No really, I am! Okay, so I’m having a little fun at the expense of those tireless legions of workers who ensure your tax dollars are being spent wisely, efficiently and with only your benefit in mind. Oops, there I go again.
You can’t escape the fact our government commands a large presence in our daily lives. Whether we Americans are working hard or playing harder, one would be hard-pressed to entertain either activity without some degree of oversight.
Don’t get me wrong here; I’m not saying regulation and oversight are bad by any stretch of the imagination. I’m ecstatic that our food inspection and food safety record is the envy of the world. Rather, I think it’s a case of just being “governmented out.”
I recently attended the National Grain and Feed Association’s Country Elevator and Feed Industry Conference in Chicago where I heard presentations from two representatives of our federal government: The Department of Homeland Security (DHS) and the FDA.
The DHS was there to discuss the Chemical Facility Security Rule and its ramifications on the feed and grain industry — by the way, operators need to conduct their Top-Screen risk assessment by January 22, 2008 so DON’T DELAY. The FDA updated attendees on the progress of the Import Safety Action Plan, designed to proactively monitor the quality of products entering the United States. and formulate a better response to food/ingredient-related emergencies. In the pages of this issue, we look at what OSHA has in mind for re-regulating fall protection systems. See a trend here?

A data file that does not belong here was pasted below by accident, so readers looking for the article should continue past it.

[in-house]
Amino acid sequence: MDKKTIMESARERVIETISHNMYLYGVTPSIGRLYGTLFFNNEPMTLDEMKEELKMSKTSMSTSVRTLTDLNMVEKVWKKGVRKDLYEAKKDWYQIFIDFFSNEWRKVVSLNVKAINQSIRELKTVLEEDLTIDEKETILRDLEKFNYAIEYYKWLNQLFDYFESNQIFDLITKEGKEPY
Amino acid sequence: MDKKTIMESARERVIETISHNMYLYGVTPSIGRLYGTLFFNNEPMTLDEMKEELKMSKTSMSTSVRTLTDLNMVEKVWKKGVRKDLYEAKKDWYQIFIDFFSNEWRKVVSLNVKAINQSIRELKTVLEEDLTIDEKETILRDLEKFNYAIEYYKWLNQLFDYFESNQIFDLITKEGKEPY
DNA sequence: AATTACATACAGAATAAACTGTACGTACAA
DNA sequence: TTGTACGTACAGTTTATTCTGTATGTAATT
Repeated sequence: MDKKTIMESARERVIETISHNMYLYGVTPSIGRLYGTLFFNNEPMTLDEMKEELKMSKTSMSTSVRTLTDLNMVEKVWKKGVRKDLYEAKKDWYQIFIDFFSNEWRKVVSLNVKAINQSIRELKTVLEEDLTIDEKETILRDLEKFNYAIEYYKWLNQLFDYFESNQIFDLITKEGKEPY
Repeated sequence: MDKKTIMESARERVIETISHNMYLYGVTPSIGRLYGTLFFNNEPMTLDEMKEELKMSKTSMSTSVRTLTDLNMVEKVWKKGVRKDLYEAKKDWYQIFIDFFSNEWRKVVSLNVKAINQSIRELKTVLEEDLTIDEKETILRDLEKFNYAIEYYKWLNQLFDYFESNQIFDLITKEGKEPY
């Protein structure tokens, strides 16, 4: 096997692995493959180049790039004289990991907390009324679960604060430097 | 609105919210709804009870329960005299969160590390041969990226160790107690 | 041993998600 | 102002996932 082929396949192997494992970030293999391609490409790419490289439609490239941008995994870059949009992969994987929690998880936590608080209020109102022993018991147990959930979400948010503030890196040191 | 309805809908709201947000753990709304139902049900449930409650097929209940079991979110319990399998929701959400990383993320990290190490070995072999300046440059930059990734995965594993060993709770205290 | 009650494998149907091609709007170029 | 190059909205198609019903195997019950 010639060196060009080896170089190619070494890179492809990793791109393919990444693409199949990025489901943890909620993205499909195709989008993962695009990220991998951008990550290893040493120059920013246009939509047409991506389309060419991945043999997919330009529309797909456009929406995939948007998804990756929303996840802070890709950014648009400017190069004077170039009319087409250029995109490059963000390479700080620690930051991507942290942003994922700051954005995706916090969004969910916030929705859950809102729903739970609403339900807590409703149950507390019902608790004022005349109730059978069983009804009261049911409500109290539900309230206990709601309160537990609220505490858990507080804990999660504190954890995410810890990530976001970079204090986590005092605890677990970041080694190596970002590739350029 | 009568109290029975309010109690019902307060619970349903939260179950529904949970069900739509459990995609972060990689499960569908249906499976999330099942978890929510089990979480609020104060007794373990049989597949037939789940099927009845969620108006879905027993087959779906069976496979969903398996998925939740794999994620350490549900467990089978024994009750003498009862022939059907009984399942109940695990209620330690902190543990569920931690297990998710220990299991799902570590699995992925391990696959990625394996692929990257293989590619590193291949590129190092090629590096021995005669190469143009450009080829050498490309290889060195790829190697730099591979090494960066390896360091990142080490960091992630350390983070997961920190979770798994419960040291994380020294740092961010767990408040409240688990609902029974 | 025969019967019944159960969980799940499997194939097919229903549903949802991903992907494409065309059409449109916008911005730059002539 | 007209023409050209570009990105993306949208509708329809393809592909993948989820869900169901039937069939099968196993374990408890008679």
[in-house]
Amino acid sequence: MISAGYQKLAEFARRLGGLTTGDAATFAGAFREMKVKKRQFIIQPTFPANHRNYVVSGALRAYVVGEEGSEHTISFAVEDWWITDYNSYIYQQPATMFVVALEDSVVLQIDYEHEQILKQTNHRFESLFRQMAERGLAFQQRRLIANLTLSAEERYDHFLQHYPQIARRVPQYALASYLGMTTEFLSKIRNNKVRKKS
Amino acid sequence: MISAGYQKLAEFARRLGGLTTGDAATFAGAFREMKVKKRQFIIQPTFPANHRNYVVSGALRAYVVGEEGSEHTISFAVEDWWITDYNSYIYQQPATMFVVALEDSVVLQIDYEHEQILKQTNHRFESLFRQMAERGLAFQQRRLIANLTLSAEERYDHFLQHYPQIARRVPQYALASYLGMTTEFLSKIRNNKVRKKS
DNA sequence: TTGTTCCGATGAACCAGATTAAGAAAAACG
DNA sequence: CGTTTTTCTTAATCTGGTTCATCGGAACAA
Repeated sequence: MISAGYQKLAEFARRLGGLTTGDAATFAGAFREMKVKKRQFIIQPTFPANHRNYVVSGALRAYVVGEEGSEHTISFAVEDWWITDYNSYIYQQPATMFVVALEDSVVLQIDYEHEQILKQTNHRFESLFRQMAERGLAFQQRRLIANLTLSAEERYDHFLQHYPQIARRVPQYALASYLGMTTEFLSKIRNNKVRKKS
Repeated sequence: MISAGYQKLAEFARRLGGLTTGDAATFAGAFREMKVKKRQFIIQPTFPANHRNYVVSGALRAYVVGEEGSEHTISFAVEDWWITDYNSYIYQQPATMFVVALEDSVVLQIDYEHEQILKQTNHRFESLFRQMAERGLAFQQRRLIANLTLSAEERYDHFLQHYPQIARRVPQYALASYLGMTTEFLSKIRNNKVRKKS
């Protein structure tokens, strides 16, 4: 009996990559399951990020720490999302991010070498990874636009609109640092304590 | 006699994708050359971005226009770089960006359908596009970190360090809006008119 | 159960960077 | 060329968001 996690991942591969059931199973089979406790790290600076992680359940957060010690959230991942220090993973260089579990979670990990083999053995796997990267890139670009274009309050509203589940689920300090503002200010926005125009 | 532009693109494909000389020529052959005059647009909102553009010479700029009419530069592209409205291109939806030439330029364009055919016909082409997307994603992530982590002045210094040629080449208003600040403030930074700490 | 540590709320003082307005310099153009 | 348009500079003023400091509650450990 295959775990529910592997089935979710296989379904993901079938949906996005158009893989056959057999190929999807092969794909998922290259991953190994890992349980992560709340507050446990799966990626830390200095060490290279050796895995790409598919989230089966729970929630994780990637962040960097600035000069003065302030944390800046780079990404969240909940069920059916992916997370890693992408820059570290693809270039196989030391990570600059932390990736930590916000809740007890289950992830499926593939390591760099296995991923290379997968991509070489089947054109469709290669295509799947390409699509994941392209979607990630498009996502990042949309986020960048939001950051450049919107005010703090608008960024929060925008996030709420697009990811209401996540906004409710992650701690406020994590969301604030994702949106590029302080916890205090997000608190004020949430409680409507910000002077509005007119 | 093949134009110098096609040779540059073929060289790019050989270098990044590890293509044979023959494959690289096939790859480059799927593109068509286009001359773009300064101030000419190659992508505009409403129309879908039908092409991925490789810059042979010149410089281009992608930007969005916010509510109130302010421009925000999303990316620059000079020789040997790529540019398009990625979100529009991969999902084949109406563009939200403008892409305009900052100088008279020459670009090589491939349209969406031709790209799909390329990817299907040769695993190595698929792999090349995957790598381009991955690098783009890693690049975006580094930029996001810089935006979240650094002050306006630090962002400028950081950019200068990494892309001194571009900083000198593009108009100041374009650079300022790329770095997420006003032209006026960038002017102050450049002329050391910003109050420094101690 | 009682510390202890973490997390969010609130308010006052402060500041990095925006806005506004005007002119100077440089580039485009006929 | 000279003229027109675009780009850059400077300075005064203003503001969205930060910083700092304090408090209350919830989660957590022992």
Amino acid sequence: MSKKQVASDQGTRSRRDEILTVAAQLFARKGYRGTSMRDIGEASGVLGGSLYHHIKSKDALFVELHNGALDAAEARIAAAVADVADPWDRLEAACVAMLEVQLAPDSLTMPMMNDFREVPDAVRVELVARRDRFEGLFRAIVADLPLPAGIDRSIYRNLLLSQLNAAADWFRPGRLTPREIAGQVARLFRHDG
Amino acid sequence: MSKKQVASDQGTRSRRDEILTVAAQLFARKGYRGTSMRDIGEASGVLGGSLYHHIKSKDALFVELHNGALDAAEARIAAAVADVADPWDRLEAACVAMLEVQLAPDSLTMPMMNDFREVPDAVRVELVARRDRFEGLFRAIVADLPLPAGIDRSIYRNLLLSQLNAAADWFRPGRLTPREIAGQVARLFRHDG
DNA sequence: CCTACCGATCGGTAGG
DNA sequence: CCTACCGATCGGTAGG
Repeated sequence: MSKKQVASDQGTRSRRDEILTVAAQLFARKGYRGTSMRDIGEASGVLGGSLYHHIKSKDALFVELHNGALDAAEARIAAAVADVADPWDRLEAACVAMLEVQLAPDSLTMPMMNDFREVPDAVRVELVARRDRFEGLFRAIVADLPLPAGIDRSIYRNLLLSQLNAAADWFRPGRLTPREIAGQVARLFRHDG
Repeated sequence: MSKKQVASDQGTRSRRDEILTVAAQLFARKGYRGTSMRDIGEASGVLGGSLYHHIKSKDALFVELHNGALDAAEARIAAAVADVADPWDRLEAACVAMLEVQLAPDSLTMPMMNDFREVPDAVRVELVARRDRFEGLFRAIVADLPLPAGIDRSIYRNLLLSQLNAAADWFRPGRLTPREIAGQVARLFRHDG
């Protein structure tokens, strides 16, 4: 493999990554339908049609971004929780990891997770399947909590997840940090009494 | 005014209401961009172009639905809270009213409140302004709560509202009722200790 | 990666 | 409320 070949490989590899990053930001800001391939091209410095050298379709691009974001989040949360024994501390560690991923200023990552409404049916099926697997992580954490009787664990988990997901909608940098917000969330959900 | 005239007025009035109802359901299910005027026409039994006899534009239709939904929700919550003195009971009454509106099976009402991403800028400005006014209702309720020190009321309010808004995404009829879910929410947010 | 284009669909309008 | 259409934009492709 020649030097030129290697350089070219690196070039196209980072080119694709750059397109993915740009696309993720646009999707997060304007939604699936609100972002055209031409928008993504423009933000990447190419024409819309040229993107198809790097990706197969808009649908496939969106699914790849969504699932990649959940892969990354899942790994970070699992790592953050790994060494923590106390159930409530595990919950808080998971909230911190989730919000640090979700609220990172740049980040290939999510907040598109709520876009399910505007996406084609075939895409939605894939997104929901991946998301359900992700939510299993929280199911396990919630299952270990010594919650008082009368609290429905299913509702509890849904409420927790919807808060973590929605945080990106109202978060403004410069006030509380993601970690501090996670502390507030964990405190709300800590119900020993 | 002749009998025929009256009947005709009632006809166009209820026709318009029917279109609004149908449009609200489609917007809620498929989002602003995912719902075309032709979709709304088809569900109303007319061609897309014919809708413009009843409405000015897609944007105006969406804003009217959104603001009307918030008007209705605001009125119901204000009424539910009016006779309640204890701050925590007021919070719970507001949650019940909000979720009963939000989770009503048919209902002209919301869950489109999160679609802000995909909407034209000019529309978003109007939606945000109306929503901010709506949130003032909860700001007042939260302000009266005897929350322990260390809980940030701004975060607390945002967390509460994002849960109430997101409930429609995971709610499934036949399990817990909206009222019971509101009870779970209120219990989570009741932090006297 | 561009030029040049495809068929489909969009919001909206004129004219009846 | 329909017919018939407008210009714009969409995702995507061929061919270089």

The common theme at play here is safety. From our facilities, to our food and to those who work in this industry, the government is taking a highly visible role. With the threats of terrorism, less than stellar food safety track records of some countries and workplace safety concerns, we now HAVE to have this kind of oversight in our world.
So while many may wonder if this is another case of “big brother” running amok, think back to when you were a kid. If you ever found yourself in a tight spot, knowing your big brother had your back felt pretty good.